My daughter and her friends critique the corporate elite, neoliberal economics, and the gov’t from a Marxist perspective sometimes unaware it is Marxist. Its part of the air in my city. They see the gov’t as a tool for the corporate elite and the neoliberal agenda and have no desire to establish or support a state dictatorship no matter what its stated aims. The social left (“safe space” “cultural appropriation” etc) doesn’t have much support with my daughter and her friends. Most of them won’t go to university and come form working class backgrounds. They see the social left as “white girl” politics — Starbucks, netflix, and a condescending attitude toward the poor. My conservative friends called limousine socialism.

    I do understand, however, why some groups protest the presence of Condi Rics, Bush Jr., Cheney etc on their campus. They view them as war criminals who should be tried in the Hague as opposed to being paid to appear on their campus. I don’t entirely agree (they should be allowed to speak and let the marketplace of ideas decide. If they are convicted in the Hague then they should be banned) but thats their rationale.

    My daughter spent almost every other summer or Christmas visiting her grandmother and great-grandmother in Poland. She teases the Polish people she knows imitating them with heavy accent saying, “It was better under communism” or “Under communism it was free”, since she heard it so often. I lived there in 1992 and remember many people telling me they rioted or protested the gov’t increasing the cost of bread and essentials and now they complained the prices are even higher and protesting to the gov’t does nothing because it no longer controls the prices. Among the working class there’s a nostalgia for the cradle to the grave socialism of the past — where your workplace fed you, housed you, and paid for your vacation in the mountains. This nostalgia has in part fuelled the right wing populism in Eastern Europe — supported by Putin. European right wing populism has a heavy nationalist and anti-immigrant component, is socially conservative, but also is in favour of the welfare state (modern day paternalism). The Eastern Europeans who immigrant in the post WWII period have a different story and a different impression to give.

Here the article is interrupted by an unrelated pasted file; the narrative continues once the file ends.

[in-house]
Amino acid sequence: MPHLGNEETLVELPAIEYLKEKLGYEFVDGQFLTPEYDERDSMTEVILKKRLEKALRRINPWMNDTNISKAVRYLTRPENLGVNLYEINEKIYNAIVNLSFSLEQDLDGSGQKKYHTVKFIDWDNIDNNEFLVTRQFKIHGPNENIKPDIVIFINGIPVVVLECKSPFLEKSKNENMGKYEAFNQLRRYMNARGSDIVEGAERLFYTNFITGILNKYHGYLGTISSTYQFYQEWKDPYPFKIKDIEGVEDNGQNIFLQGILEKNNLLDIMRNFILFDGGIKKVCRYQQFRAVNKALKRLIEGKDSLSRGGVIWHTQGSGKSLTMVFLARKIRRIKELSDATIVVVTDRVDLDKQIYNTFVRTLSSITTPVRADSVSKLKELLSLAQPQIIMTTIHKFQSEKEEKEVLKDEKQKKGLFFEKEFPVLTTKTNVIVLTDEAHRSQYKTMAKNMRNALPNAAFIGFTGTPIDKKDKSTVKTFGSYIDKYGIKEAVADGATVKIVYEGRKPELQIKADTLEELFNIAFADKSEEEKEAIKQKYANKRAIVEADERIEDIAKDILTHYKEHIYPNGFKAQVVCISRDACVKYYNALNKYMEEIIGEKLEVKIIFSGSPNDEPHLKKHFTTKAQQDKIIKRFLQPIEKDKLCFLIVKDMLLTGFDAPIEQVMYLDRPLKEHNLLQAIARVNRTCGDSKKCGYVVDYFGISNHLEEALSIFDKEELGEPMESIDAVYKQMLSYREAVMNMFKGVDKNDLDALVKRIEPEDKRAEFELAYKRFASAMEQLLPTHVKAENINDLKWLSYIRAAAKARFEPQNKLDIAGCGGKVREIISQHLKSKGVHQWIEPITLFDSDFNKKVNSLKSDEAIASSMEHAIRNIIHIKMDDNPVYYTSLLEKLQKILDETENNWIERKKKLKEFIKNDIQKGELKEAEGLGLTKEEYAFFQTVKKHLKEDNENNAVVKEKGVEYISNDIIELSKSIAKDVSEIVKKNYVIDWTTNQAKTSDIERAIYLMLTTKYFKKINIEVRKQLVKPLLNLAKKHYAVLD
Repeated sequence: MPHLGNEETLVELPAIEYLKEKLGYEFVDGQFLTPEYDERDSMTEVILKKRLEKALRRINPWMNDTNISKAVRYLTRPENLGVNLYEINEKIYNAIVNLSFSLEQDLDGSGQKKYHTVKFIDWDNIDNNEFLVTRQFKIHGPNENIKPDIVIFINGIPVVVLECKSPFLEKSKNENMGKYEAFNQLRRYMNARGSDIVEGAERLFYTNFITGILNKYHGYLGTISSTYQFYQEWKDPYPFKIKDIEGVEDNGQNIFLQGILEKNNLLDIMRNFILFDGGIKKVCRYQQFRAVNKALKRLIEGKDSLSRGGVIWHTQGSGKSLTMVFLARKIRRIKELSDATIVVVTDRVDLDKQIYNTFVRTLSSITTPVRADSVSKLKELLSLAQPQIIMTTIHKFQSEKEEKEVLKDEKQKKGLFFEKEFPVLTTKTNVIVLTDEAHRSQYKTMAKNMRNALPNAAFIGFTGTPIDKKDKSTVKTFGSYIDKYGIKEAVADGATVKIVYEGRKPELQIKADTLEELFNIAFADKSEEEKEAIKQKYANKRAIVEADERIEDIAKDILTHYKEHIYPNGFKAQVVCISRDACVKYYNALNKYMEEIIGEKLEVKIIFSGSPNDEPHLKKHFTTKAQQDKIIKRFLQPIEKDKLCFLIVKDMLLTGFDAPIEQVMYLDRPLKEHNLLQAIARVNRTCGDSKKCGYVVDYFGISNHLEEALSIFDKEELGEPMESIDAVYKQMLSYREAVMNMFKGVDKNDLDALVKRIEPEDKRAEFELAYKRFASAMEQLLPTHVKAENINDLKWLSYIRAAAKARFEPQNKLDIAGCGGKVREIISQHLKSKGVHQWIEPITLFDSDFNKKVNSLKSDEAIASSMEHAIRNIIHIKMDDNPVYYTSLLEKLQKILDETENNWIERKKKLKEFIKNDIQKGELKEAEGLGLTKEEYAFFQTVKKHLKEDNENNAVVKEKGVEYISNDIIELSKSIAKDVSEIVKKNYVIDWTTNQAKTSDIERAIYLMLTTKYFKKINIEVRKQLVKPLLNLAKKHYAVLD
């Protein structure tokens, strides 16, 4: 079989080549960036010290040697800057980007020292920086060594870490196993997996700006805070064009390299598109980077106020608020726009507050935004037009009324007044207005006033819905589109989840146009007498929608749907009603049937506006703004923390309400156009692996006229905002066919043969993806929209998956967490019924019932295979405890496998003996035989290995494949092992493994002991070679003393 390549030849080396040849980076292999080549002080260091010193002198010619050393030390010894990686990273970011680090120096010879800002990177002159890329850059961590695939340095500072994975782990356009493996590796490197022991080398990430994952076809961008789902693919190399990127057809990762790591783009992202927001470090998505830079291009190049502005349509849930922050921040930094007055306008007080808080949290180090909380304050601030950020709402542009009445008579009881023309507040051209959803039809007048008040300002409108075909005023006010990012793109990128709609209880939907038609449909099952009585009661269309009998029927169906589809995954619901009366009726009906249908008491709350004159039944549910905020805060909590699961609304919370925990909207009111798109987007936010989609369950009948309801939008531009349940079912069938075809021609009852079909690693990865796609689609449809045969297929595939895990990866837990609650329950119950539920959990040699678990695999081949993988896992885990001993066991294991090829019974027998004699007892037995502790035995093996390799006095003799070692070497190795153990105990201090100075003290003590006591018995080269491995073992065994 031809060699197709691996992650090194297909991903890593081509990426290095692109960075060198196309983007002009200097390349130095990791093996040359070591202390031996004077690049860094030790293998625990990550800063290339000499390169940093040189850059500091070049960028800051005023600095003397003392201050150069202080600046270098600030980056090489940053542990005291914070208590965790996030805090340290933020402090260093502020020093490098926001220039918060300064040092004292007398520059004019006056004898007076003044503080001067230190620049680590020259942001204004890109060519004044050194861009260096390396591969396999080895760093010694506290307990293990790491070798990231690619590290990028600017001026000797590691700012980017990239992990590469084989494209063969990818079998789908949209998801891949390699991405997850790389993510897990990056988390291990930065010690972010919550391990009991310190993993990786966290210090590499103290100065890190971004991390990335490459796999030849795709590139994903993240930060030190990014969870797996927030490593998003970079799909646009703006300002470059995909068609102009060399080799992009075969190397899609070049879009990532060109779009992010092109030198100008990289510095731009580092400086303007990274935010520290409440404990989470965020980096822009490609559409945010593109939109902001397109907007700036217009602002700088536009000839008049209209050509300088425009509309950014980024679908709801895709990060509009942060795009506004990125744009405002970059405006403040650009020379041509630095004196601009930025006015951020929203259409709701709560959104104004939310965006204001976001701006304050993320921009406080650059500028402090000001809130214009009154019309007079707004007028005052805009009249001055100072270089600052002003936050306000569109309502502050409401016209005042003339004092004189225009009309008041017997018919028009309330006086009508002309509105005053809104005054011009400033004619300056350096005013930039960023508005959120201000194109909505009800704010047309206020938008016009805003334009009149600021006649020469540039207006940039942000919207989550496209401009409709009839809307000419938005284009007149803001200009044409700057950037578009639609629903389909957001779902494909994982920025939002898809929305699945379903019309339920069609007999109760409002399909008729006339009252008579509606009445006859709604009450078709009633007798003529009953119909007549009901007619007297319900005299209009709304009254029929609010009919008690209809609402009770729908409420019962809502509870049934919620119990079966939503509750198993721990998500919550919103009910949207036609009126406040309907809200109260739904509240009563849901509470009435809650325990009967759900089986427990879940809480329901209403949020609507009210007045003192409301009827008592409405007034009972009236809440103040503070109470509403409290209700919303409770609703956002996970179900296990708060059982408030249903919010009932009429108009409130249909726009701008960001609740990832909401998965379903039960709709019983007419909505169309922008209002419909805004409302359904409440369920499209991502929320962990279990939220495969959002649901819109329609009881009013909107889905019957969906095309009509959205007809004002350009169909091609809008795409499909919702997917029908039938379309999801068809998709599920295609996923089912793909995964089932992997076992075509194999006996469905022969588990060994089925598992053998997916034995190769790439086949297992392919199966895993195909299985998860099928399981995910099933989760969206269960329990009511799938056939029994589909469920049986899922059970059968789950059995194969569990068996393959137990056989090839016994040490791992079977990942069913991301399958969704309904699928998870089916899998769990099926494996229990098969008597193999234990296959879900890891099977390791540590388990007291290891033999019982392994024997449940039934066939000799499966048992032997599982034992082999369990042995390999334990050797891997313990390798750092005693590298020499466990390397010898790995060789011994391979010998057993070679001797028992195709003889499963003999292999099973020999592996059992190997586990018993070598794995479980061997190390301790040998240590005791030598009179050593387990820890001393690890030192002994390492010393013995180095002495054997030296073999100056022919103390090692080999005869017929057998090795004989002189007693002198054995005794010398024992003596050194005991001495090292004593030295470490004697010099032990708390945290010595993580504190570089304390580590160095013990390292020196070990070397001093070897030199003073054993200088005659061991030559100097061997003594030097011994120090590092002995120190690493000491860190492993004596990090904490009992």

Liked by 1 person

  26. Immigration, employment, law and order, etc are interrelated but instead of approaching it from a law and order perspective, treat it as an economic and administrative issue. Sure, patrol the border but take away the market conditions that create the need for illegal immigration.

    The US has some of the loosest labour laws in the OECD and even then its barely enforced. The “black” or “gray” economy in the US is quite large and includes not only illegals but also ordinary residents who work under the table. Increased enforcement of existing rules, ensure all employment is on “the books” — more surprise inspections, increase IRS audits of business esp industries well known for working off the books — meat packing, construction, etc.